Wednesday 29 October 2014

Prophecy in our time.

My first awareness of a Holy Father was in January 1964 when my mother bought a copy of the magazine Paris Match for its coverage of Paul VI's visit to the Holy Land. I still remember being introduced to black and white photographs in which the Pope was present at a place where Christ had once been.
Now that Paul VI is numbered amongst the blessed we should remember his greatness. He who had so many critics and not enough brothers was a great prophet of our age.
Two prophetic teachings stand out:
First, in his great Encyclical Letter of 1968, Humanae Vitae, he gave what is arguably the greatest account ever written about the nature of married love. Without this vision of truth the contraceptive mentality might have completely submerged married love. But his prophetic teaching has kept the door open.
Secondly, in his 1975 Apostolic Letter, Evangelii Nuntiandi, he proclaimed the need for a new evangelisation. And the thing is, at that time, I think that he was the only person who saw it. Without that proclamation, much of the Church might have become utterly Pelagian. Because of his prophetic vision of 1975 he enabled a great grace for many.
When all is said and done, the 1960s and 1970s is more about Pope Paul VI than anyone else. The BBC may not recognise this, but many will.

Monday 27 October 2014

One of the great Company.

Blessed Thomas Tunstall from the Lake District, a Douay priest, ordained in 1610 was executed at Norwich on 13th July 1616. Earlier this year I went to pray at the site of his execution.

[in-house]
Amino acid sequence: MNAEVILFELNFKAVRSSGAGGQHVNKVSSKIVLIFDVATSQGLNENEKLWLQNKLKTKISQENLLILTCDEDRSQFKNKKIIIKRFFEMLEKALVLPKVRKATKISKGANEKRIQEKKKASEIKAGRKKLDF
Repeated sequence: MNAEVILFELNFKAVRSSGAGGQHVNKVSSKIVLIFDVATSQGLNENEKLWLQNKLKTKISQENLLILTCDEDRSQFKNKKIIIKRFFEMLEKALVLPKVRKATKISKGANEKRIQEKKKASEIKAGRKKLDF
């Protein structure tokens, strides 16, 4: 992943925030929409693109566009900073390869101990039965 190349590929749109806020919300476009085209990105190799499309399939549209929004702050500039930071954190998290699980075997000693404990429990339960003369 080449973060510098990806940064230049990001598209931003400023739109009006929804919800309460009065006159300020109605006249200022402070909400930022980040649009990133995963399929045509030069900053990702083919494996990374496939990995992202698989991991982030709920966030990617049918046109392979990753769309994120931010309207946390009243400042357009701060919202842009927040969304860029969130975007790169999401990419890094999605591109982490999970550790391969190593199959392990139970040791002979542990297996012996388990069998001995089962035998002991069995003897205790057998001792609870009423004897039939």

The photo above shows "The Library" - now a restaurant - just behind the Guildhall, which is the site of the old City Gaol. It would have been here that Fr Tunstall was held, after his arrest in King's Lynn, while awaiting execution. He had already spent four or five of his six years of priesthood in one or another gaol in England.
Norwich, like York, was a place of frequent execution over the centuries. But, whereas Norwich Castle, or its ditches, were a usual place for criminals to be executed, a special gallows was set up for the execution of Fr Tunstall. This was just outside the Magdalene Gate on the north side of the old city.
If you walk up Maudlin (or Magdalene) Street you come to a cross-roads just outside the old city walls. It was here, on this open space that Fr Thomas Tunstall was hung, drawn and quartered.
A part of the old city walls is still visible, but there is no memorial for this Blessed, who stands forever before the Throne, and before Norwich, pointing to the Mystery of Christ.
The Grid reference of the site is TG232096. There should be some commemoration of him here.
Blessed Thomas Tunstall, be a light for us today, and especially be a strength to your brother priests who are still on the mission.

Thursday 23 October 2014

Hearty smoke.

For all you paella fans out there; leave aside the gas hob and light yourself a woodfire. The difference between a paella cooked on gas and a paella cooked on an open woodfire is massive. The insipid gas tends to create hot spots, on which the rice sticks. The woodfire gives a fuller but even heat, which together with the smoke, makes the paella rich, unctious and life-enhancing. Unless prevented, all my paellas will be cooked on an open woodfire from now. This is one of the greatest dishes ever. Viva la paella Valenciana!

Monday 20 October 2014